Been reading Dolgoff's "The Anarchist Collectives", and he quotes the textile branch of the CNT thus:
In a viable social order, money only as a symbol to facilitate exchange of goods and services will have to be adapted to the revolutionary economy, preserving all its invaluable advantages (the product of the economic experience of generations). It is to be used solely as the most efficient means of conducting transactions yet developed
Dolgoff in the footnotes
Incidentally, this opinion is in harmony with Malatesta's statement that after the abolition of the state and capitalism, with the coming of abundance, and pending the full realization of an anarchist society, money will still remain "the only means (apart from the most tyrannical dictatorship or the most idyllic accord) so far devised by human intelligence to regulate production and distribution automatically." (Life and Ideas, p. 101).
Now I've read Life and Ideas but don't remember that bit, will have to see if I can find the context. Looks like a holdover from Proudhon (and Bakunin's collectivism) to me, and not a good one. fwiw Dolgoff in the rest of the book tends to make a virtue out of the preservation of money in the collectives as well.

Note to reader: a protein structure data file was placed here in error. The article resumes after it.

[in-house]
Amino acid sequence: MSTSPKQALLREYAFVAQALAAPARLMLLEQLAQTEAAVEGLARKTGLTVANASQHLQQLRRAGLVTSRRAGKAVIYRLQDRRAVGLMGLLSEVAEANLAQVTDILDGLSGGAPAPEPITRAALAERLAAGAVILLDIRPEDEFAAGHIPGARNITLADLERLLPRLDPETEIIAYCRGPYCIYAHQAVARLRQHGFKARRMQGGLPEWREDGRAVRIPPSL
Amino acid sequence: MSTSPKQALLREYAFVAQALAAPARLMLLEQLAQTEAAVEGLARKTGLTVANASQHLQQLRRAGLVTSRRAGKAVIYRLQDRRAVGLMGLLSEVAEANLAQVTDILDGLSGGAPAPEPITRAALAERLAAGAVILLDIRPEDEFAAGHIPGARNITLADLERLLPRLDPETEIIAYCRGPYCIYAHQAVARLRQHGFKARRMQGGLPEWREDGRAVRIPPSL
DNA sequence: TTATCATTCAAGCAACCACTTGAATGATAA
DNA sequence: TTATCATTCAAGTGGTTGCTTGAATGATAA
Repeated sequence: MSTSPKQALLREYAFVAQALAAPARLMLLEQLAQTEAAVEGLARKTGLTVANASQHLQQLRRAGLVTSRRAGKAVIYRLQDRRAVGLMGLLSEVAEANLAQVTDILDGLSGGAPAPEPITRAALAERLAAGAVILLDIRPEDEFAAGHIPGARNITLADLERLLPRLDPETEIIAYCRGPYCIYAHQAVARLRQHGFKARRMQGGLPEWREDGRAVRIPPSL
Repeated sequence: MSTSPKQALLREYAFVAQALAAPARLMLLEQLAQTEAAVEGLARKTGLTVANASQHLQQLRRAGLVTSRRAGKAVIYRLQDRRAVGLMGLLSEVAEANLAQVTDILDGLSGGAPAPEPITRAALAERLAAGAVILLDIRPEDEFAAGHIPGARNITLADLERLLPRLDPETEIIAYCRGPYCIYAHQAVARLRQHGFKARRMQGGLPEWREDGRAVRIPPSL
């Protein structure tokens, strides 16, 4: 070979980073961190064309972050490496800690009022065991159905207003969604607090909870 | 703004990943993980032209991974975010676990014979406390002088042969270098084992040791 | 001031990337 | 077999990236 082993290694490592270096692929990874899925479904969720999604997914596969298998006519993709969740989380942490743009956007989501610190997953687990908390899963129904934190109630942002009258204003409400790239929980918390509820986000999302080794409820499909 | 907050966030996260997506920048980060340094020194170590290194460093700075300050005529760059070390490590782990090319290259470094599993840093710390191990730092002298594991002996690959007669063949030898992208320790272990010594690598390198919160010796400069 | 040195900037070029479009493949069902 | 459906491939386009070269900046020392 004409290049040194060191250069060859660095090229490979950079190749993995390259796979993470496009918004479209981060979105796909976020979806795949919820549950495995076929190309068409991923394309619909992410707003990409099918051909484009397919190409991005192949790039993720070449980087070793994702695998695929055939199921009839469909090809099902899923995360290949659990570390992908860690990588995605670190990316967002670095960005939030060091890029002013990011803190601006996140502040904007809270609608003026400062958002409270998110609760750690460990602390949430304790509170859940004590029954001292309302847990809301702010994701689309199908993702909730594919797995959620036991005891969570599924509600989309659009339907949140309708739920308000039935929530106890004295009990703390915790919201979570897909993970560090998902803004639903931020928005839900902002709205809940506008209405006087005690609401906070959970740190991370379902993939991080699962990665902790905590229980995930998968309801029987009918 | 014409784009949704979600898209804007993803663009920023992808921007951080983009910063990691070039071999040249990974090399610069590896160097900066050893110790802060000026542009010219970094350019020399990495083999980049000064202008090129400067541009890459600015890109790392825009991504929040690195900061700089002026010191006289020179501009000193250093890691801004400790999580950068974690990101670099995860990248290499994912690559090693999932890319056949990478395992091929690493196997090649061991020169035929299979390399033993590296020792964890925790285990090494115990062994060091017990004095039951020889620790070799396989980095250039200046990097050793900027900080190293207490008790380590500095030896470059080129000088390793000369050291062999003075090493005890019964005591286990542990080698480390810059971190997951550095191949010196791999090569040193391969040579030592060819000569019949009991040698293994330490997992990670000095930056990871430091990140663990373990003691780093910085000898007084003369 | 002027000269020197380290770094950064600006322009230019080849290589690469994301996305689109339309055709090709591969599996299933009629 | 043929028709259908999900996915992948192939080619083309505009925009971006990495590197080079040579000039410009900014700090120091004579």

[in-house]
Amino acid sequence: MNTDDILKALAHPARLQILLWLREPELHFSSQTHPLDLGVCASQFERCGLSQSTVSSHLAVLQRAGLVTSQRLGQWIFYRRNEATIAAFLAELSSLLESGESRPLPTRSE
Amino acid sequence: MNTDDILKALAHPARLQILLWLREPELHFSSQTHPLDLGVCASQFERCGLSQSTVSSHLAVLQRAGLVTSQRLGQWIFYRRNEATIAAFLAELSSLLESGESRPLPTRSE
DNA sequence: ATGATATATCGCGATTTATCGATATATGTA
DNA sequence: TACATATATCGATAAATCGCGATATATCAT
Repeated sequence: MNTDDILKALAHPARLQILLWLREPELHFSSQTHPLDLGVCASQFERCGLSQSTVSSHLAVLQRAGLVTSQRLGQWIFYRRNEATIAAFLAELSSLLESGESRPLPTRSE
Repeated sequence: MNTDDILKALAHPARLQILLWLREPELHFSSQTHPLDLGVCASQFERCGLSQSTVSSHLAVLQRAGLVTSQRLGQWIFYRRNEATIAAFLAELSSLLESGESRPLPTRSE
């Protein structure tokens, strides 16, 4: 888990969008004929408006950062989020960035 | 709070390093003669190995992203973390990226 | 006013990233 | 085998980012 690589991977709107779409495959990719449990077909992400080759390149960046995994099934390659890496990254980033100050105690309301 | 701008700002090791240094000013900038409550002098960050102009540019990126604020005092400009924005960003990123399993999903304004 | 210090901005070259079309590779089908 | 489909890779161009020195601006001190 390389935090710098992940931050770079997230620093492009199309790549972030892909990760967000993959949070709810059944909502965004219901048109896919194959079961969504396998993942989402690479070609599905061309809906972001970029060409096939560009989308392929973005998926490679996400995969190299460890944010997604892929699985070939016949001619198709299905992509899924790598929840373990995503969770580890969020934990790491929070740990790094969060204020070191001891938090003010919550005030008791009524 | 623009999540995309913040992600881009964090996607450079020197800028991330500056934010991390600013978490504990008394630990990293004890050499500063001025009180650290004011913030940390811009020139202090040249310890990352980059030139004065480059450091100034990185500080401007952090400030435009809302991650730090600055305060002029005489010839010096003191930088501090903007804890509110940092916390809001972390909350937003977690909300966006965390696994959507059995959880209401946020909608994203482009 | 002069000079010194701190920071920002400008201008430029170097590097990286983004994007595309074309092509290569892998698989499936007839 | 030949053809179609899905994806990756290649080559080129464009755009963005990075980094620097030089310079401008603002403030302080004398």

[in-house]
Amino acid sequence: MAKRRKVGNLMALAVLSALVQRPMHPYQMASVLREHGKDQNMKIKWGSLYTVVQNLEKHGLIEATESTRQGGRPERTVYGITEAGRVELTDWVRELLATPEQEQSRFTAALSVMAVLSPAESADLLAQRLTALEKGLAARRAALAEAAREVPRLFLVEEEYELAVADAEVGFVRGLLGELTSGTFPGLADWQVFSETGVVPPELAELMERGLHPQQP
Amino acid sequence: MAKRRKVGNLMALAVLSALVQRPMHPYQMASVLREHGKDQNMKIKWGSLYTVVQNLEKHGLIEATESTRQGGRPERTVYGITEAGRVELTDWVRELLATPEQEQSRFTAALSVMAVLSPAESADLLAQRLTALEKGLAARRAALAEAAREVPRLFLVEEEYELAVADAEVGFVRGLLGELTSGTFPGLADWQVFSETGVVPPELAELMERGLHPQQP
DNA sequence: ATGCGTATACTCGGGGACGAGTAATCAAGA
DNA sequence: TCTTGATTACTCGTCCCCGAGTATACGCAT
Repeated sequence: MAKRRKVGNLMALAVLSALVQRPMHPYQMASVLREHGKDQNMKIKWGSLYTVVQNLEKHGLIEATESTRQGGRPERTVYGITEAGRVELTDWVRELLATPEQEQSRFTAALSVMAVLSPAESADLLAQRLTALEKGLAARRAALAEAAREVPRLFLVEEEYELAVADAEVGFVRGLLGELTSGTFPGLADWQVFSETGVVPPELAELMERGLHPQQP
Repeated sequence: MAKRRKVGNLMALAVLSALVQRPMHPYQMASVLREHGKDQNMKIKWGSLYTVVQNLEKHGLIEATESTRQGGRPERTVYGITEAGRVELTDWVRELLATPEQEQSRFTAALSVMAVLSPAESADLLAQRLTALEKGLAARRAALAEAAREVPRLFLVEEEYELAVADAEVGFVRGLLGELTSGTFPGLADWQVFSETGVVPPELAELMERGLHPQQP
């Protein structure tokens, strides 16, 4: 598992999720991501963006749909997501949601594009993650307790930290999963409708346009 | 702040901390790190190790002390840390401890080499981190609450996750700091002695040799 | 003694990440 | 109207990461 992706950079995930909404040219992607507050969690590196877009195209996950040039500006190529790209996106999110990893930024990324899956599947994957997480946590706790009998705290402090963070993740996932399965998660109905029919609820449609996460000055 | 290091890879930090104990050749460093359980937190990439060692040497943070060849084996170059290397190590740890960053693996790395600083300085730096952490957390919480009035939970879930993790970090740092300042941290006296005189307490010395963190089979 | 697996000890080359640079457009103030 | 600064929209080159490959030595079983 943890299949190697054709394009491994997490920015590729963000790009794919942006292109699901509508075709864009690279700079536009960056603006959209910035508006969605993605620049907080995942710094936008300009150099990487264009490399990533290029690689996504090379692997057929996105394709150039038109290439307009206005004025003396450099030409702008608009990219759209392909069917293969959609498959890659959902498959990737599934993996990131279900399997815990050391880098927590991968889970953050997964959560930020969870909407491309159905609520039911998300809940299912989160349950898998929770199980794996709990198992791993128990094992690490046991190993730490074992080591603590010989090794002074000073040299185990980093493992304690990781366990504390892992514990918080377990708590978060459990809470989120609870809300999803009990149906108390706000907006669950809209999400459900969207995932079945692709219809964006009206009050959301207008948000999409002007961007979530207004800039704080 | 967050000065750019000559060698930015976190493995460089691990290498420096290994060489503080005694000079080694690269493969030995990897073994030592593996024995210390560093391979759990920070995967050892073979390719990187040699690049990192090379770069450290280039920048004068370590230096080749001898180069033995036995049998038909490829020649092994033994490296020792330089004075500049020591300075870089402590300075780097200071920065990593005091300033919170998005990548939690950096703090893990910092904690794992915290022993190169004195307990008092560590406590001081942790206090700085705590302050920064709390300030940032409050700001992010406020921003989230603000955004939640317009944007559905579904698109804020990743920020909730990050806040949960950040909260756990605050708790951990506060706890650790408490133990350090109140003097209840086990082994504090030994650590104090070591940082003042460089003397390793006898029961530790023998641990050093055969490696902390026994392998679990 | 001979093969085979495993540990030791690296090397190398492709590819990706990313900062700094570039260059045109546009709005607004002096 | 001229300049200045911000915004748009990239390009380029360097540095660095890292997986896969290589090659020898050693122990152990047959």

Now I think we can all understand why money would remain during periods of massive upheaval - it's very central to people's lives and it's a symbol which denotes a whole series of social relations not yet thrown off. In the same way the formal abolition of a particular currency and it's replacement with labour notes or whatever wouldn't necessarily mean the end of capitalist social relations either. However this defence of money by Malatesta and Dolgoff as some kind of neutral 'measure of stuff' (Dolgoff later goes on to liken the revolutionary transformation of money to the rise of the metric system), divorced from the social relations that created it, seems very, very poor to me and almost a denial of communism's potential.